As a human being, though, I think "right on, dude, find your bliss."

Still and all, that guy must have been a monster on the strings.

A Call To Arms (That End In Hands...For Clapping!)

We're excited to announce that we have a gig at a new place on the Upper West Side called 78 Below!

We're especially excited to announce that 78 Below joins that e'er too small number of venues who can be listed in the "pro-music" column of the ledger--they charge no cover at the door!  That's right, no needless scalping of live music lovers; you can waltz in, settle down, have a drink or three, and hear some solid blues, courtesy of your friendly neighborhood THP.

To see why we're giving 78 Below such a hearty round of applause, check out our previous musings on the often predatory relationship between venues and bands in NYC here.

So, we'd love to have as many blues lovers as can make it to this one come on out to show our full support for a venue that's doing things right.  The more we reward these kinds of rational business models the better the chances that other venues will come to their senses and mend their wicked ways.  (Ok, maybe not "wicked" exactly.  How 'bout "misguided"?  "Silly-pants" also works.)

The deets: we go on at 8p and play two full sets, ending at 9:45p, on Saturday, July 27th.  Also, it is free, free, free--which leaves more money for beer!  78 Below is located at 380 Columbus Ave and 78th St.  Oh, and the cherry on top is that the house drum kit Paul will be playing was owned by Chris Parker when he played for none other than Robert "Bob" Dylan.  How cool izzat?

And did I mention it's free?  FREE!

Monday, July 1, 2013

Play It Again, Connolly's!

We liked it so nice, we're playing it twice.  The last was sublime, so we're doing it one more time.  The first show put peeps on the edge of their seat, so we're gearing the band up for a repeat...um, performance.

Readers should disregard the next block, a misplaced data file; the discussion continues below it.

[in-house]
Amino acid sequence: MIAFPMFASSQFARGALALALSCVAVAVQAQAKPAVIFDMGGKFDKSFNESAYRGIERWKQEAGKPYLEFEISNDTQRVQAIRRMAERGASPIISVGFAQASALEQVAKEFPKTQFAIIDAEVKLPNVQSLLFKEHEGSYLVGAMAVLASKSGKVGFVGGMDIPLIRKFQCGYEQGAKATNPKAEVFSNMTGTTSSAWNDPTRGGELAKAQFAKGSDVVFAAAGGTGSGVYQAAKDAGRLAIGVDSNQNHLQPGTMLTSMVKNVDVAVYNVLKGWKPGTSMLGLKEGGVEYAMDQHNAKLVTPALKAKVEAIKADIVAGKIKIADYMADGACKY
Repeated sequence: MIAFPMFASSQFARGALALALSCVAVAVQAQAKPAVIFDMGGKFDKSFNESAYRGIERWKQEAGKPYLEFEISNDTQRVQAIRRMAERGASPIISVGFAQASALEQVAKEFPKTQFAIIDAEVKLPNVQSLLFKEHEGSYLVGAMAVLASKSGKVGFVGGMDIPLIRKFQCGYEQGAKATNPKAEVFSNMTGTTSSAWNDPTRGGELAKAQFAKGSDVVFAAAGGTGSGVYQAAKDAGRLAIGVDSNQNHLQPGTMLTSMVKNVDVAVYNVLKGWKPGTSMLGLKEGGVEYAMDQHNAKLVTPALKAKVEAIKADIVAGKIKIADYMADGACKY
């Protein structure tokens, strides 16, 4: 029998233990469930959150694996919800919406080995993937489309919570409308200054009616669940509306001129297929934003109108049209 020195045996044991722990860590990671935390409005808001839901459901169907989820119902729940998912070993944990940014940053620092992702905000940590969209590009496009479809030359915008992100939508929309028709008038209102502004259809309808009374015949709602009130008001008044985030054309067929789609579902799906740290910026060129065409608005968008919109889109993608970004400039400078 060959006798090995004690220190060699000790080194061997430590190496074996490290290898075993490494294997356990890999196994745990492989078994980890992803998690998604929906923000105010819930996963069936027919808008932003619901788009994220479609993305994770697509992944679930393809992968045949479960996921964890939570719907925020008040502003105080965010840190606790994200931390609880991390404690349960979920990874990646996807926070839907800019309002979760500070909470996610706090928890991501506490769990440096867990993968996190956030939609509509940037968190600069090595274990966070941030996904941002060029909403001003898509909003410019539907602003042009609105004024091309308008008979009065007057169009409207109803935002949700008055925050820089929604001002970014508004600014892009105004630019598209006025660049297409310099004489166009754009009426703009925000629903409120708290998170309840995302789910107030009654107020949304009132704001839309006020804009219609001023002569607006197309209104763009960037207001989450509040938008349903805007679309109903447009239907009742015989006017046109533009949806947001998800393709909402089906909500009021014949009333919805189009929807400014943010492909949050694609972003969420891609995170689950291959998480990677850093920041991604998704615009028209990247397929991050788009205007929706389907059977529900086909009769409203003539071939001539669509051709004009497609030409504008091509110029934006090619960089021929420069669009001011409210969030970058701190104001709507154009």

Ahem, in other words, come see THP at Connolly's again on Saturday, August 17th, at 9pm.  $10 at the door.

We debuted two new originals at the last show, and to keep the streak alive we will be playing two new originals at this next one.  Now, doesn't that sweeten the pot?

Tuesday, June 25, 2013

Need This Song So Bad

One of the great joys of being in a band, of course, is getting to try your hand at music that interests you.  Did I say "interests"?  I meant "obsesses."  This early Fleetwood Mac version of Need Your Love So Bad is currently playing on a loop in my head.  Peter Green is a straight-up improvisatory explosive device.  A true I.E.D.  Otherwise known as...the bomb.


We're still dedicating the bulk our time to getting our original songs on their feet, but I can't wait to slip on this tune with the rest of THP and twirl a few times in front of the mirror to see how it fits.

Woowhee, that's pretty!

Tuesday, June 11, 2013

Pop Up To Leftfield

There's a new venue that recently opened up on the Lower East Side called Leftfield that we've been hearing good things about, and we're happy to say we get to give the place a whirl!

Come check us out on Saturday, July 6th, at 9p.  More details to follow!

Friday, June 7, 2013

Quid Pro Quo And A Catch-22

In this age of indie-everything, band managers who are not also in the band are pretty rare.  And especially for smaller bands--like your humble THP--this means band members must multi-task.  You're not just thinking about writing the next section of that tricky riff you've had stuck in your head, or working to clean up your arpeggios (or paradiddles, or what have you), you're also concerned with logistics: Who's scheduling practice?  How's everyone getting to practice?  Who's keeping the social media stuff and web site up-to-date?  Who's bringing the beer?